Posts
    934

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    Yes that is what my sparky said too.
    He said the fridge is dangerous and he cut the plug off so it cannot be sold.
    The fridge is 13 years old .
    Your advice confirms my sparky comments too.

  7. #7
    Join Date
    Mar 2015
    Location
    Brisbane Wellington Auckland
    Posts
    934

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    Quote Originally Posted by lmckoy View Post
    We've recently had new tenants move into our house in Auckland, and they just purchased a fridge off of Trade Me that keeps tripping the fuse to the kitchen - a friend of mine (with an electrical background) popped in to check out what's going on, and has said that the fridge is an older model, so will have earthing problems, and that a new fuse would need to be installed that can cope with this fridge. We renovated the house four years ago, putting in new wiring, a new fusebox etc, and have never had an issue until now. We're looking at getting an electrician in to double check and provide a quote, but we want to know:
    a) is putting a new fuse in to cope with an old appliance what should be done, or should they find another fridge/way around the problem?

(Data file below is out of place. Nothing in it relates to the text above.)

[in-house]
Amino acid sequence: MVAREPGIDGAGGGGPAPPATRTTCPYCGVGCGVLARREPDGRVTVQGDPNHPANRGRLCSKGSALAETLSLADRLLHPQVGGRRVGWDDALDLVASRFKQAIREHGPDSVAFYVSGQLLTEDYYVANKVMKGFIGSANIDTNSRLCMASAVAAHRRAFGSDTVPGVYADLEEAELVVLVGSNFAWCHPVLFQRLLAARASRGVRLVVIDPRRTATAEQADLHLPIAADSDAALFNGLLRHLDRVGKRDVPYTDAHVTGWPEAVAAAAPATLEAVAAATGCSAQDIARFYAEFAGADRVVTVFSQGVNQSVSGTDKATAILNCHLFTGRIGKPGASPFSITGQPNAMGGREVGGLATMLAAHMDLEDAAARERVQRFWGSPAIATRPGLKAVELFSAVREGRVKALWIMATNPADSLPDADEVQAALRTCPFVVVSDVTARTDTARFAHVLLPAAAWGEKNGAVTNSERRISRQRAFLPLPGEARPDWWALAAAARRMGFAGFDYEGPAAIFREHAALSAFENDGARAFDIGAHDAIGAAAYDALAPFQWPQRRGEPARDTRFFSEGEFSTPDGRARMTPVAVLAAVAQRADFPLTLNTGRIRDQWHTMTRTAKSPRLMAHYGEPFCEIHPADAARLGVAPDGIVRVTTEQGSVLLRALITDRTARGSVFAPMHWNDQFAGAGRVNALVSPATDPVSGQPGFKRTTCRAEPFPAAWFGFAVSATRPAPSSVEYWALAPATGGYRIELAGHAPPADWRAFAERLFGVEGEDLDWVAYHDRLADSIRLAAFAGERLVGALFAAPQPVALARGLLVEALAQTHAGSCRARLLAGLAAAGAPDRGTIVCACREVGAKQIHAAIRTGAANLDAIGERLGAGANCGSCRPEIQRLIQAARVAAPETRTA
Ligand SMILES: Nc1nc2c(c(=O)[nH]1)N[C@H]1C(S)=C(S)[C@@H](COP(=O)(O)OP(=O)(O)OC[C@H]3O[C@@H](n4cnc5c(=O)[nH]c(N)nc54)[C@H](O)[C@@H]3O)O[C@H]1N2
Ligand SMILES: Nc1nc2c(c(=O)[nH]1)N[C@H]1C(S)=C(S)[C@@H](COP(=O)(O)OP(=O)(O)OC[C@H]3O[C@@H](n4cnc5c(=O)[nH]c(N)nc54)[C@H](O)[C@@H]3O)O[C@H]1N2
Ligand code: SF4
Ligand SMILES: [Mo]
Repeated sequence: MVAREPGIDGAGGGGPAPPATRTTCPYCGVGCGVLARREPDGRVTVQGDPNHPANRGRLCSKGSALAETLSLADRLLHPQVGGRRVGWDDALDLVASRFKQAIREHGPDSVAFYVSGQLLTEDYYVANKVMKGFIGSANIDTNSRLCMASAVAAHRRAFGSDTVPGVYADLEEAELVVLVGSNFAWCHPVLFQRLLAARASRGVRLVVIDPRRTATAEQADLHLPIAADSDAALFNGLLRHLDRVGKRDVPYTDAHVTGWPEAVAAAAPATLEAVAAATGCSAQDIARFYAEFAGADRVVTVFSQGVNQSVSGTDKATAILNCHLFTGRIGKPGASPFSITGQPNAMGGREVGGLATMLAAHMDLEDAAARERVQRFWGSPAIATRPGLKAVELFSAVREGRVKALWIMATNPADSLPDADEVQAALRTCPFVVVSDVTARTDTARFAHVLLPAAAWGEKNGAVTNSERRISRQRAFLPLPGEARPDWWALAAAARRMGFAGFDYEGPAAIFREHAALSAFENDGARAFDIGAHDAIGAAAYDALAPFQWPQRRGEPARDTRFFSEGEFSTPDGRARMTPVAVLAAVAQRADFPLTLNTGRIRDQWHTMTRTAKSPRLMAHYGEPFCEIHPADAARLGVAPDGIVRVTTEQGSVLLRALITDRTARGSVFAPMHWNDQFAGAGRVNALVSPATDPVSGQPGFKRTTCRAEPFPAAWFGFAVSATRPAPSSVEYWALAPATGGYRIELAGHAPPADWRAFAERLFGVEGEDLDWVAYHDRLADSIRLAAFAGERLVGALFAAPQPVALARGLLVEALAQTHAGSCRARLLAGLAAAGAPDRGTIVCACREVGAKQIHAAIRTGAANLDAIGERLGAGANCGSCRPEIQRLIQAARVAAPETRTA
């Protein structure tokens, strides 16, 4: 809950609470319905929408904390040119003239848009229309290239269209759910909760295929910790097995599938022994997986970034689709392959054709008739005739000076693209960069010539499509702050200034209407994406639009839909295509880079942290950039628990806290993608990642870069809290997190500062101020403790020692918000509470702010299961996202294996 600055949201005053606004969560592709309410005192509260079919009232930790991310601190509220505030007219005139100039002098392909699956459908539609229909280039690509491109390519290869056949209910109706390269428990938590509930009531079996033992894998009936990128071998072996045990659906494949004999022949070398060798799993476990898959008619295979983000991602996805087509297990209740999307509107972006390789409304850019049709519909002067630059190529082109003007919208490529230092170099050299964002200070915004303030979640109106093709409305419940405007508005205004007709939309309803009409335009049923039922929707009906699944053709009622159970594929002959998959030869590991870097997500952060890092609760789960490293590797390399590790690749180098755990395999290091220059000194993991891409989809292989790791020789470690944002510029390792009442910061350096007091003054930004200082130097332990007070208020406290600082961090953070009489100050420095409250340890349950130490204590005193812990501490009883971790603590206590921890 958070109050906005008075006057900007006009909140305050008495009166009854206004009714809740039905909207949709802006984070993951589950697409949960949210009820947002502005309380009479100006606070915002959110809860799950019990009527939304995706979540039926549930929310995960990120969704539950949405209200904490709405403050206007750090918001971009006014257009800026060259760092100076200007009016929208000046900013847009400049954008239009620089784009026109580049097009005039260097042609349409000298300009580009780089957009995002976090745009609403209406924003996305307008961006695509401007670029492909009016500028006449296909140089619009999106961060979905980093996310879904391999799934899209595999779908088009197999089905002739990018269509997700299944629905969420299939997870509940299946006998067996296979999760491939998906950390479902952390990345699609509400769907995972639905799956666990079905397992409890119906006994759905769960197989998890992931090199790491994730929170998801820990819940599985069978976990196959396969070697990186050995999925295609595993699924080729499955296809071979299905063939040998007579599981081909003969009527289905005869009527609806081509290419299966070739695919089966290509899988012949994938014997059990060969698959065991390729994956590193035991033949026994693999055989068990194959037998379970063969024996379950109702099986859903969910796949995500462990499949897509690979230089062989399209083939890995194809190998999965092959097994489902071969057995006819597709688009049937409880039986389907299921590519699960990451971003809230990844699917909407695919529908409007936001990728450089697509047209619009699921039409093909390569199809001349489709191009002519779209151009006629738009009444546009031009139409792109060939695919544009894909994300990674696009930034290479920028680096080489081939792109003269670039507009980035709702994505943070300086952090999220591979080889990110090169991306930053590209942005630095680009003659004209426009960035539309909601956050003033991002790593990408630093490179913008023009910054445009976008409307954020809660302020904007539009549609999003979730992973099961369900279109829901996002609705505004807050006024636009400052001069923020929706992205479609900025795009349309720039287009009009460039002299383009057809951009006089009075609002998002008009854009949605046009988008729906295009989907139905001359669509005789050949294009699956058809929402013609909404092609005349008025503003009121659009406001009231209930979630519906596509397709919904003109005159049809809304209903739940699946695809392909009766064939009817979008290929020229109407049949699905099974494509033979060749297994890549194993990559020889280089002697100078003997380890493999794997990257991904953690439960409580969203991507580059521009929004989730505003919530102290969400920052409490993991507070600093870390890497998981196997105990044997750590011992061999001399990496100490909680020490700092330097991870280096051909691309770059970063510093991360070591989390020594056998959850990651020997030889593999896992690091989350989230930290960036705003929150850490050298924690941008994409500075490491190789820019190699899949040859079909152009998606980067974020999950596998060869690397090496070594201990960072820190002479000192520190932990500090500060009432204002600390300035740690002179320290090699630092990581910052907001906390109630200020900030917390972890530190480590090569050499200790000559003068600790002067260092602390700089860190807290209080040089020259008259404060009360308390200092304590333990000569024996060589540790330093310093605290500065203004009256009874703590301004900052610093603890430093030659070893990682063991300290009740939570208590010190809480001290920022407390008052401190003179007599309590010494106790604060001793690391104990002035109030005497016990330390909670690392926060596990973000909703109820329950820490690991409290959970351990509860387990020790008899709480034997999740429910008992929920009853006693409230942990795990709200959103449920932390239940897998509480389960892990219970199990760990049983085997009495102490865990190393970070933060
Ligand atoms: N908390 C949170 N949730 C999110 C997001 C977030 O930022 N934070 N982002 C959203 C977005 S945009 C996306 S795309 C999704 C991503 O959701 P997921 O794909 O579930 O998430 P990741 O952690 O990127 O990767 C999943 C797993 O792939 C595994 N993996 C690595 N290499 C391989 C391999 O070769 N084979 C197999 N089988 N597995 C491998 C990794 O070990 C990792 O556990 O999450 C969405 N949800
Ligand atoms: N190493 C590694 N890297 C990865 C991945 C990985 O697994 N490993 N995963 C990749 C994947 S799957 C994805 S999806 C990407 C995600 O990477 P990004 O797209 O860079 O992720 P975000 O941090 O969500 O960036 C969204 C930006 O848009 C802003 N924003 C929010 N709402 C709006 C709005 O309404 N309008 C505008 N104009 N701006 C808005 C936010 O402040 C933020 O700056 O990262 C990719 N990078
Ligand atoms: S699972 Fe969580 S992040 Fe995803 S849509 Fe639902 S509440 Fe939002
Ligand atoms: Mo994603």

b) who should pay for it if so?

    We want to be good landlords here but don't want to make changes to the house that aren't necessary, so hopefully someone can answer this question, and apologies if I've got the wrong forum!
    Two sparkies both with the same advice.
    Buying second-hand without an electrician check is very risky and dangerous.
    Luckily you had your property electrical upgraded so the fault was highlighted.

  8. #8

    Default

    Thanks for all the information - there was definitely an issue with the fridge, but now we're being told that the oven was put onto its own RCD, which the electrician says is not NZ practice and also part of the problem (even though there's never been an issue in the five years since installation). Rang the original electrician to discuss this and he disagreed, so curious if Chewbucca can give an answer here too?

  9. #9

    Default

    Hi Imckoy, ASNZS3000:2018 details the electrical wiring standard that we sparky's work to in NZ and sign of certificates to. RCD's are mandated in this standard, but Oven's (and a few other things) are exempt for being on an RCD. Just because ovens are exempt, doesn't mean that you can't put an Oven on an RCD. Ovens are exempt because of the leakage current the element is allowed. I don't know how technical to go but here it goes. An RCD that is rated for 30milliAmps leakage current will generally trip if it senses leakage current of between 15milliamps - 25milliamps. Oven Elements are allowed to leak current of up to 23milliamps. New oven elements will leak less current and over time as insulation breaks down, will leak more which is why you probably never had any issues until now. If the Oven is on its own Fuse, I would be inclined to get the original sparky to remove the oven circuit off the RCD as its not mandated in the New Zealand Wiring Rules. Hope this helps.